Stewardship begets salamanders, clean water

spotted salamander“Doctor Herp” called about 6 p.m. on a cold and rainy night recently and asked if we wanted to check out salamander matings in an ephemeral pond on a choice piece of Kettle Moraine land.

I declined and headed for the hot tub, but my wife Kine, educated as a biologist and a hugger of all species, said yes. She donned her waders and joined Gary Casper, the state’s best-known herpetologist, for what they considered an ideal outing.

They happily reported that the wet spring had a positive effect on biological processes and that there will be an abundance of small herptiles later in the season.

Of note, the property is owned by the Cedar Lake Conservation Foundation and was purchased with a grant from the Wisconsin Stewardship Fund. Critics of conservation efforts may sneer at the preservation of friendly environs for salamanders, but they are misguided. If the salamanders, toads and frogs are in trouble, we are in trouble, too.

Let us count the ways that preserved lands and the Stewardship Fund make a difference in our lives:

• Hundreds of cross country skiers use the same land east of Big Cedar Lake during the winter months on trails groomed by volunteers from the Fox Hill Nordic Ski Club. They make for a healthier community.

• Even more hikers, birders and dog walkers use the trails in the other three seasons. Open access is guaranteed under Stewardship rules.

• The ephemeral ponds allow for slow absorption of rain and snow melt back into the underlying aquifers and filter the run-off to Cedar Creek, the Milwaukee River and eventually Lake Michigan. Those would be our drinking waters.

• Any absorption upstream reduces flooding downstream.

• The lands surround Fox Hill, one of the finest kames in the Kettle Moraine, thus protecting its scenic contribution to our county.

This encounter with the salamanders may not seem pivotal in the grand affairs of mankind, but it embodies some larger issues that we need to be thinking about. And it is a timely issue because a group of accounting types in the Republican Part have raised the possibility of deleting all the funds for the Stewardship program.

The fund, which was created by bipartisan cooperation between Democratic Gov. Gaylord Nelson and Republican Gov. Warren Knowles, has spawned the creation of 55 land trusts in Wisconsin. These trusts, along with other organizations like Trout Unlimited, Pheasants Forever and The Nature Conservancy, have been providing the matching funds to protect lands that can be used for hunting, fishing, hiking, skiing and all manner of recreation.

One of the most active has been the Ozaukee Washington Land Trust, which has protected more than 5000 acres, much of it along the banks of the Milwaukee River. Along with funds for absorption areas from the Department of Natural Resources and the Metropolitan Milwaukee Sewer District, Stewardship dollars have mitigated downstream flooding. That indirectly helps to cut raw sewage outflows into Lake Michigan.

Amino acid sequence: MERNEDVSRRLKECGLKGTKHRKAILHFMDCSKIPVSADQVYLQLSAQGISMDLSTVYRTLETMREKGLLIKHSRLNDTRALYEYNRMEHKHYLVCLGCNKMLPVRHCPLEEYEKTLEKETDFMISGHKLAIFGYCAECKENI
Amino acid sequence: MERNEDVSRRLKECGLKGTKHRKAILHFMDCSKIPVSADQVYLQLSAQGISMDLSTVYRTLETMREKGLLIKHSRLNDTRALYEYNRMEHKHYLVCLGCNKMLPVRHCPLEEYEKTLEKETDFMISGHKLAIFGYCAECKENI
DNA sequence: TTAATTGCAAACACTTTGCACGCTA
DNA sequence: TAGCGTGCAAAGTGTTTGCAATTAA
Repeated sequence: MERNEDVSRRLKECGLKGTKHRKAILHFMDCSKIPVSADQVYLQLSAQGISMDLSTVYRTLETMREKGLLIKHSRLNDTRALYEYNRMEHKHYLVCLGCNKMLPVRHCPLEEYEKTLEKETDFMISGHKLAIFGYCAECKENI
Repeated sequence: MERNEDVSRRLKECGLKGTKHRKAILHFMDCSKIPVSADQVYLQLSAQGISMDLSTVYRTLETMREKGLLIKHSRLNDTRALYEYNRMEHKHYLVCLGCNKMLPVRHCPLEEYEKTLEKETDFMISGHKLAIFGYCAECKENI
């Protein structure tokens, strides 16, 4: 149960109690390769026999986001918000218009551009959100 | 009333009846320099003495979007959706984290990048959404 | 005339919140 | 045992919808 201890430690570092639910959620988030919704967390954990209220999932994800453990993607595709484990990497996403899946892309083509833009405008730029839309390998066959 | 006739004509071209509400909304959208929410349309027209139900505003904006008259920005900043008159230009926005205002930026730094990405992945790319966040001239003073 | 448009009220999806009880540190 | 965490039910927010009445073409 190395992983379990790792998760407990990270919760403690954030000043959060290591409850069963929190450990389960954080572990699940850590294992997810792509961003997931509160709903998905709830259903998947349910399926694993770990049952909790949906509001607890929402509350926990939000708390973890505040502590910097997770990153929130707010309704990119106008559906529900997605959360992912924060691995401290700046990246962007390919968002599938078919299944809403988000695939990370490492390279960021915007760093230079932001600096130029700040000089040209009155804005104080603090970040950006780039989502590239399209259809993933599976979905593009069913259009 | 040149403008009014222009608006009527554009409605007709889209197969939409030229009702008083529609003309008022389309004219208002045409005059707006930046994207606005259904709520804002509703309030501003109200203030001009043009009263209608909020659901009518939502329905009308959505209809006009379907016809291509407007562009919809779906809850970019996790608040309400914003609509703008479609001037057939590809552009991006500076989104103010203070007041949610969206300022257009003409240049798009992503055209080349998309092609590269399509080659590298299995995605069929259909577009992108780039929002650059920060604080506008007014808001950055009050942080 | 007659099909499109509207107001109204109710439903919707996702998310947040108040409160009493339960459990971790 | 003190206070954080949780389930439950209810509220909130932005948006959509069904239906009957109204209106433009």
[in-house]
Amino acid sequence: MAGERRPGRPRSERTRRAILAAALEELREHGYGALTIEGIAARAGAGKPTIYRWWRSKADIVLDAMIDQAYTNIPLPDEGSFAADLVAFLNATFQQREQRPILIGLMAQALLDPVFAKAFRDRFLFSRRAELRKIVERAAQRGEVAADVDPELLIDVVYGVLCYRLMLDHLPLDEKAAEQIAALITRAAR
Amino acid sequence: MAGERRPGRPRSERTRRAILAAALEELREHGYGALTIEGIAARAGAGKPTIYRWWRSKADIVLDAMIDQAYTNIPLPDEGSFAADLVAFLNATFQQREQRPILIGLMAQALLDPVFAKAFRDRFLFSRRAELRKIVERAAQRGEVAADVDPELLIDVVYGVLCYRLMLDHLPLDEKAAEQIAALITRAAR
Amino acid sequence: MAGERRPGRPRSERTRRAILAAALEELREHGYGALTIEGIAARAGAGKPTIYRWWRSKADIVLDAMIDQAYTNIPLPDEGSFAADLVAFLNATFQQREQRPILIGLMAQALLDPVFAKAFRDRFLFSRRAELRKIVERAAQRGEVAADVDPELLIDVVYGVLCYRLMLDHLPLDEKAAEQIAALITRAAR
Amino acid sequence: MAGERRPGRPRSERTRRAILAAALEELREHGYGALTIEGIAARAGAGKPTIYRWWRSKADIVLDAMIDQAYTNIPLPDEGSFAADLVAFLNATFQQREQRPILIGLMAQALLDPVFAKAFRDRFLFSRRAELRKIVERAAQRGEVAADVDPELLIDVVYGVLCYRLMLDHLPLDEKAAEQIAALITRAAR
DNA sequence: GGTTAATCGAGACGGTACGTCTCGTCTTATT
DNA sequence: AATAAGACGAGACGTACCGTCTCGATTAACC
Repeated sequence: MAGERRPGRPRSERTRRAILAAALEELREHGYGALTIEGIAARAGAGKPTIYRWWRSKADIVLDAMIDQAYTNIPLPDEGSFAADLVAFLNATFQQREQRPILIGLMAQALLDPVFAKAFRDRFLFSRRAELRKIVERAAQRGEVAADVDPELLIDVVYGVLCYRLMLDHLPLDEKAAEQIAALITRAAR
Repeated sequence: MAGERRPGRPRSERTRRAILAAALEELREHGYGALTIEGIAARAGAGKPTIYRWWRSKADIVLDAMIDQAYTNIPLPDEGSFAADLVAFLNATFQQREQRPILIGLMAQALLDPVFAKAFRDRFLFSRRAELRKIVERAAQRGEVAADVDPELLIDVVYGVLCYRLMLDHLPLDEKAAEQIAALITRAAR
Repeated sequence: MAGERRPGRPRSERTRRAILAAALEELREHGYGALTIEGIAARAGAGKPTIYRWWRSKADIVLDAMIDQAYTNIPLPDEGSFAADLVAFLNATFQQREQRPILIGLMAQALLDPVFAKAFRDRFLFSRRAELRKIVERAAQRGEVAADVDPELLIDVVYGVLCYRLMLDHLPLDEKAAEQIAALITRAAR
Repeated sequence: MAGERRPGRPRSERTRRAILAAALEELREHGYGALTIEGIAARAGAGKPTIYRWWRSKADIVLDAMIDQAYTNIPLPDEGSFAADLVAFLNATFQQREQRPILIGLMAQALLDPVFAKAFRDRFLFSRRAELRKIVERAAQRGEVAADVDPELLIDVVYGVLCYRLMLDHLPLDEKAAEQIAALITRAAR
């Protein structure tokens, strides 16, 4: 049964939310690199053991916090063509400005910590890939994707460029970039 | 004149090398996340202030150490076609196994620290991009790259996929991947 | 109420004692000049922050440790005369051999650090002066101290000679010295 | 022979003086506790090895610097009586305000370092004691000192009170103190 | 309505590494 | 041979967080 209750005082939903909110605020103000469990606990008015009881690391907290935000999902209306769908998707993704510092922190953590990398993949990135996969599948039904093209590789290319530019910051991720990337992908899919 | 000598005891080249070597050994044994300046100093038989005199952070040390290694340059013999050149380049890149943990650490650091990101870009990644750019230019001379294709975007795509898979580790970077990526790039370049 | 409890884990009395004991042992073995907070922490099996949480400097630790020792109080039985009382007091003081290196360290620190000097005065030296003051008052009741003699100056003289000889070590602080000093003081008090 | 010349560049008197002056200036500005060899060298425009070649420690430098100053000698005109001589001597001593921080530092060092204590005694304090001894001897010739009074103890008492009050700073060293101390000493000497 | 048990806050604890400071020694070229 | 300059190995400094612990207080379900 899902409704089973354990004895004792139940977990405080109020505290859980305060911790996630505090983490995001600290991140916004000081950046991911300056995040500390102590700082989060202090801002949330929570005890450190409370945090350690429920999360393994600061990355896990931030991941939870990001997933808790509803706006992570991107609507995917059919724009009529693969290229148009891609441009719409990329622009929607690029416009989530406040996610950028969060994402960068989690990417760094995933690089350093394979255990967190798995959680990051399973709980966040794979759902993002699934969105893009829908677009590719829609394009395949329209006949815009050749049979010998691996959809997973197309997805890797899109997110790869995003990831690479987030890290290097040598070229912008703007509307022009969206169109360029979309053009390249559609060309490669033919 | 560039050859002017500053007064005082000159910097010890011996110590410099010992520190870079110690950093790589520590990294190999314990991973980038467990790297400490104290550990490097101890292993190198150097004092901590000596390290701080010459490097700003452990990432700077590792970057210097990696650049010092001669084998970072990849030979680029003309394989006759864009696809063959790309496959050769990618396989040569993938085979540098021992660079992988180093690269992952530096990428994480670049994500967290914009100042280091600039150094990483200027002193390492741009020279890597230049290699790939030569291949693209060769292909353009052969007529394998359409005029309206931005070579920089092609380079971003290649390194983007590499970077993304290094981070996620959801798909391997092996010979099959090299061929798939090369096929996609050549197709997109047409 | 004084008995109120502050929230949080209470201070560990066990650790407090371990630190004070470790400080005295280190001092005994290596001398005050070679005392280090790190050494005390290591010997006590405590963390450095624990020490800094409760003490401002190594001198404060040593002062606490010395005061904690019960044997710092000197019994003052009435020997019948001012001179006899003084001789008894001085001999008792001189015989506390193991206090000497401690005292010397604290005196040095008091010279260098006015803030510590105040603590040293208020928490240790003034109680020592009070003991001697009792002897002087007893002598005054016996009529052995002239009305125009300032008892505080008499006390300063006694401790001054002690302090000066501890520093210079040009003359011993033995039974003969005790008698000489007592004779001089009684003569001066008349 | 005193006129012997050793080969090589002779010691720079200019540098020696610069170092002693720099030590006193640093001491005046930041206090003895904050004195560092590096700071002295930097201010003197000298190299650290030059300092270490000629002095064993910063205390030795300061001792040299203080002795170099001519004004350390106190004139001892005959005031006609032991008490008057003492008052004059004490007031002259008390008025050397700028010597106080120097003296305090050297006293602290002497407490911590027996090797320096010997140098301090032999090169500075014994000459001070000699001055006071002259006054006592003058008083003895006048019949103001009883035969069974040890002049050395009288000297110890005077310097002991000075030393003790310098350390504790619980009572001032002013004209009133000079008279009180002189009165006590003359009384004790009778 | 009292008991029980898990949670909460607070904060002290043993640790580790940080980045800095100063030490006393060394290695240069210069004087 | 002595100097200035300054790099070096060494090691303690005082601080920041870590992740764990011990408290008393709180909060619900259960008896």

The Republicans cut the funding for Stewardship from $83 million to $60 million for the very tight 2011-2013 budget. It was necessary because of the huge deficit entering that biennium. But the economy is stumbling to higher ground, so the austerity argument no longer applies. (In comparison, the Republicans in Madison are dumping more than $600 million in new dollars into the under-managed Medicaid program.)

Meanwhile, we’re not doing so hot when it comes to protecting our natural resources. West Bend is down to 700 feet for drinking water; it was 50 feet in the old days. Germantown is drilling down to 1200 feet. And Waukesha’s wells are sucking radon. A lot of municipalities are considering a default to Lake Michigan water.
Lake Michigan levels are at all time lows.

And Milwaukee Riverkeepers gave the Milwaukee River Basin a Grade “D.”

Here’s are pieces of the assessment: “Generally, turbidity readings in the two watersheds (Kinnickinnic and Menomonee) were very poor; dissolved oxygen and chloride grades were only mediocre; and both received failing grades for phosphorous, conductivity and indicators of bacteria.”

As for the Washington County parts of the assessment, “The Milwaukee River Watershed, consisting of the North Branch, East and West Branch and South Branch watersheds. as well as the Cedar Creek sub-watershed, dropped from a B- to a C in 2011. “ Some of the metrics were OK, but the whole watershed received an “F” for conductivity, phosphorous and bacteria.
Filtration helps all of those issues, which is why the land trusts have been accepting easements and buying lands along the riverbanks.